Christmas in Canada:

Also in Nova Scotia, during the twelve days of Christmas small groups of belsnicklers, or masked mummers, appear in neighborhoods, ringing bells, making noise, seeking candy or other treats. The hosts may try to guess who the mummers are and if they guess right the mummer removes his or her disguise and stops making rude noises and actions. (Children will make masks on the 1st, then use the masks on the 2nd to dance around and ring bells; then, have children guess who each other are with masks on).

Christmas in Africa –Kwanzaa:

On December 26th African Americans celebrate with Kwanzaa, a holiday that originated at the time of the civil rights movement in the 1960's and is in commemoration of African heritage. Created as a ritual for harvest time and using the language Swahili, Kwanzaa lasts a week during which participants gather with family and friends to exchange gifts and to light a series of black, red and green candles which symbolize the seven basic values of the African Americans family life that is unity, self-determination, collective work and responsibility, cooperative economics, purpose, creativity and faith. (children will make candles to represent the 7 Principles of Kwanzaa- 3 green, one black, 3 red)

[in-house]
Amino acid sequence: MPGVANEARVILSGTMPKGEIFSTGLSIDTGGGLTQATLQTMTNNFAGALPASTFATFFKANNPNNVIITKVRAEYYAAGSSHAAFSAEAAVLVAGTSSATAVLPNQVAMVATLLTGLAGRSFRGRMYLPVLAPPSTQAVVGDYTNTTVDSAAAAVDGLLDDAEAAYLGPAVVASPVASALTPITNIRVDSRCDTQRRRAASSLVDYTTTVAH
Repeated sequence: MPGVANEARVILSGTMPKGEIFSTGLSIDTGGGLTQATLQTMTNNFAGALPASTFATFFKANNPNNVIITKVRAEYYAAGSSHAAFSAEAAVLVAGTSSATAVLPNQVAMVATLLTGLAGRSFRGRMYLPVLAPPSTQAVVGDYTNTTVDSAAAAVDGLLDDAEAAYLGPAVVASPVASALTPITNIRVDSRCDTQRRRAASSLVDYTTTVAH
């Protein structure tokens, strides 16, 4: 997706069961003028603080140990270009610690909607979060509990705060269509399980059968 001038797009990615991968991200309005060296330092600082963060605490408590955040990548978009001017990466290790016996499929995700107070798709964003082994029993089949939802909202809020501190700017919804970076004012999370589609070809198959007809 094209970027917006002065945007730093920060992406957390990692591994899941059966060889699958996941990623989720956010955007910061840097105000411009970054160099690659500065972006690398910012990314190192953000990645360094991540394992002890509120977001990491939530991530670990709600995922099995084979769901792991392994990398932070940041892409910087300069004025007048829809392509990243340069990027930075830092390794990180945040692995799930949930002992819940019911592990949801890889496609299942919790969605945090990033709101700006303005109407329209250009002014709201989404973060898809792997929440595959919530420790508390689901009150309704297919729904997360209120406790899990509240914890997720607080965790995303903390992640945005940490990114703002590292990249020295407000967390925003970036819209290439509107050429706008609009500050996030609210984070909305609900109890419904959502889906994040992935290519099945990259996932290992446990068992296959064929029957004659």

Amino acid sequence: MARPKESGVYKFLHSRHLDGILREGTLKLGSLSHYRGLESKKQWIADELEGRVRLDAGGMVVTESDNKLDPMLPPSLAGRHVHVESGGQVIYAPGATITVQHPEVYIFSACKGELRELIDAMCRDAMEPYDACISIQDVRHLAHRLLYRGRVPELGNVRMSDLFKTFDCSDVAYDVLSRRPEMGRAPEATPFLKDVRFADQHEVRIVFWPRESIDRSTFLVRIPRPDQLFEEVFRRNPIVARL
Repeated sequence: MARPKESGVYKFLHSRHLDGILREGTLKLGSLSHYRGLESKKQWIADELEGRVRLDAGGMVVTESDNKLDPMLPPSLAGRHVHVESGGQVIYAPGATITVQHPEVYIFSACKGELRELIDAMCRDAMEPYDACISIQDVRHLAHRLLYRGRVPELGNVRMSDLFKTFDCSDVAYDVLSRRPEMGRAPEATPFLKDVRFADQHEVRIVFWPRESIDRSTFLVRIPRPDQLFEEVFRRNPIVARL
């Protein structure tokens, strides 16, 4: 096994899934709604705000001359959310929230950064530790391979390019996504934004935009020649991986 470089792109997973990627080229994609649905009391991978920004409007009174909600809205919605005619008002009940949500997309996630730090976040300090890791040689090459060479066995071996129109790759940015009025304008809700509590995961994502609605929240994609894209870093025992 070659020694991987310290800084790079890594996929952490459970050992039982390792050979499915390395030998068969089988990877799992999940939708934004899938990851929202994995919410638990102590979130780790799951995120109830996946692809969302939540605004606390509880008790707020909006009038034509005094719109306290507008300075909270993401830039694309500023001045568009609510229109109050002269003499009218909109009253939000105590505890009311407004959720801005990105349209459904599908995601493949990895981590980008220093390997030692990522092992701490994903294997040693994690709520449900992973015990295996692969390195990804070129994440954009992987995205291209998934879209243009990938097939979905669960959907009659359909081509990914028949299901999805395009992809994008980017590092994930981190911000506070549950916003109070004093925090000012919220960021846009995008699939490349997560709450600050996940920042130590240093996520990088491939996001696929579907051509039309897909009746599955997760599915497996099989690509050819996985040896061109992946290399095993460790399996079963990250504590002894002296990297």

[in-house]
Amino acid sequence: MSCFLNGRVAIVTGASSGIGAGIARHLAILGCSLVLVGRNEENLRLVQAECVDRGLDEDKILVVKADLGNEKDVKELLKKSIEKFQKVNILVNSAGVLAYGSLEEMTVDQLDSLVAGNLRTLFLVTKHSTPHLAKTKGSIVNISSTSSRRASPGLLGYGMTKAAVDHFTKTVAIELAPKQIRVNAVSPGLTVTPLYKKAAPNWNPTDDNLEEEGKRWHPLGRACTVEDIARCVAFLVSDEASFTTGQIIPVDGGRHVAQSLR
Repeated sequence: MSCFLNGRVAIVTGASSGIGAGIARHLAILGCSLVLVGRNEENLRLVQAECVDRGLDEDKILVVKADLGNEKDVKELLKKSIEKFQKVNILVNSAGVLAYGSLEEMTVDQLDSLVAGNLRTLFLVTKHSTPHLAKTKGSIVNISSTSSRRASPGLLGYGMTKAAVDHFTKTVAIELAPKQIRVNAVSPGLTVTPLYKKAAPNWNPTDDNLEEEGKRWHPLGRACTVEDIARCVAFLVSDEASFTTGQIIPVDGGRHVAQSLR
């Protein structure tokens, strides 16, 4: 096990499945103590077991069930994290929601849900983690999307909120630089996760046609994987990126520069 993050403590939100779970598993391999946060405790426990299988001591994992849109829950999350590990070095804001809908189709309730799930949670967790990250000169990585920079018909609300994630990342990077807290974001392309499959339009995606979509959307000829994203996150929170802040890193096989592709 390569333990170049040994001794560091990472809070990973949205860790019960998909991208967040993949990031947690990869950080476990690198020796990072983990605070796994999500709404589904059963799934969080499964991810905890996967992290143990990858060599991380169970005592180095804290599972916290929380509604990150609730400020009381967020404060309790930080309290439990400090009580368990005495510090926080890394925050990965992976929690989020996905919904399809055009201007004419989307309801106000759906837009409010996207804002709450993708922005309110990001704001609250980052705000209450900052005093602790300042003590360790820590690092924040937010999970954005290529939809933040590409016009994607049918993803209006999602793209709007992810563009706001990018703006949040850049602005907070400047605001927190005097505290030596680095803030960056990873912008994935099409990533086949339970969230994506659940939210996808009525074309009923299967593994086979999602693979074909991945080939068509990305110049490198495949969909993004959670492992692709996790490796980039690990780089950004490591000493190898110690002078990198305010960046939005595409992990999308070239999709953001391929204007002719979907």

Umoja or Unity
Kujichagulia or Self-Determination
Ujima or Collective Work and Responsibility
Ujamma or Cooperative Economics
Nia or Purpose
Kuumba or Creativity
Imani or Faith

Christmas in Ukraine: